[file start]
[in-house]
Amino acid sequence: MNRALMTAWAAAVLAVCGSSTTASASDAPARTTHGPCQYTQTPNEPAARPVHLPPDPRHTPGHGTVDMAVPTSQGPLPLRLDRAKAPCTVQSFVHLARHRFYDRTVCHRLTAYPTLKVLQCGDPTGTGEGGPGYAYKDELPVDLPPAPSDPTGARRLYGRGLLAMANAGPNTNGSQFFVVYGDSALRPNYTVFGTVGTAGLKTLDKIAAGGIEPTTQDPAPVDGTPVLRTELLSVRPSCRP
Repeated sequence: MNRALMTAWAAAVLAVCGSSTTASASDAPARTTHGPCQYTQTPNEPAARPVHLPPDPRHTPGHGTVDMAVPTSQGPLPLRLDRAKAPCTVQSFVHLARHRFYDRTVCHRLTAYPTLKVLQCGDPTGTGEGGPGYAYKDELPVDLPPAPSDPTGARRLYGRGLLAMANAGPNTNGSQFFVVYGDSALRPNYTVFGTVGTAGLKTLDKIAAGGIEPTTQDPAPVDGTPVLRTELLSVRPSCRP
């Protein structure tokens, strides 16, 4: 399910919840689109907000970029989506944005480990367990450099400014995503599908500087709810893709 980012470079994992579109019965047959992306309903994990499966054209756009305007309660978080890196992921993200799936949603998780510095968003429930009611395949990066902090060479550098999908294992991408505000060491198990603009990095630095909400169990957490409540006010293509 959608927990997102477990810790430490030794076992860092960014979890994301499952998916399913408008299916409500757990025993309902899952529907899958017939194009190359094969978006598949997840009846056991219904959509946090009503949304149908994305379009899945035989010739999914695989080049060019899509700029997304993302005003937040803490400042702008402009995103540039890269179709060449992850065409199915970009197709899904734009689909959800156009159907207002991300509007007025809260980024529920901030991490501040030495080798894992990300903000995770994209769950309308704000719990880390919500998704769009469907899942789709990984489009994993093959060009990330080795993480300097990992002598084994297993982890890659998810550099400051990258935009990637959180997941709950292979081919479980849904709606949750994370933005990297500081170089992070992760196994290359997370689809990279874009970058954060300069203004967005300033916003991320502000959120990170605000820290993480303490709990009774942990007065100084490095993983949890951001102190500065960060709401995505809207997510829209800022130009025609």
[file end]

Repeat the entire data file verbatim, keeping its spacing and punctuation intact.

[in-house]
Amino acid sequence: MNRALMTAWAAAVLAVCGSSTTASASDAPARTTHGPCQYTQTPNEPAARPVHLPPDPRHTPGHGTVDMAVPTSQGPLPLRLDRAKAPCTVQSFVHLARHRFYDRTVCHRLTAYPTLKVLQCGDPTGTGEGGPGYAYKDELPVDLPPAPSDPTGARRLYGRGLLAMANAGPNTNGSQFFVVYGDSALRPNYTVFGTVGTAGLKTLDKIAAGGIEPTTQDPAPVDGTPVLRTELLSVRPSCRP
Repeated sequence: MNRALMTAWAAAVLAVCGSSTTASASDAPARTTHGPCQYTQTPNEPAARPVHLPPDPRHTPGHGTVDMAVPTSQGPLPLRLDRAKAPCTVQSFVHLARHRFYDRTVCHRLTAYPTLKVLQCGDPTGTGEGGPGYAYKDELPVDLPPAPSDPTGARRLYGRGLLAMANAGPNTNGSQFFVVYGDSALRPNYTVFGTVGTAGLKTLDKIAAGGIEPTTQDPAPVDGTPVLRTELLSVRPSCRP
């Protein structure tokens, strides 16, 4: 399910919840689109907000970029989506944005480990367990450099400014995503599908500087709810893709 980012470079994992579109019965047959992306309903994990499966054209756009305007309660978080890196992921993200799936949603998780510095968003429930009611395949990066902090060479550098999908294992991408505000060491198990603009990095630095909400169990957490409540006010293509 959608927990997102477990810790430490030794076992860092960014979890994301499952998916399913408008299916409500757990025993309902899952529907899958017939194009190359094969978006598949997840009846056991219904959509946090009503949304149908994305379009899945035989010739999914695989080049060019899509700029997304993302005003937040803490400042702008402009995103540039890269179709060449992850065409199915970009197709899904734009689909959800156009159907207002991300509007007025809260980024529920901030991490501040030495080798894992990300903000995770994209769950309308704000719990880390919500998704769009469907899942789709990984489009994993093959060009990330080795993480300097990992002598084994297993982890890659998810550099400051990258935009990637959180997941709950292979081919479980849904709606949750994370933005990297500081170089992070992760196994290359997370689809990279874009970058954060300069203004967005300033916003991320502000959120990170605000820290993480303490709990009774942990007065100084490095993983949890951001102190500065960060709401995505809207997510829209800022130009025609």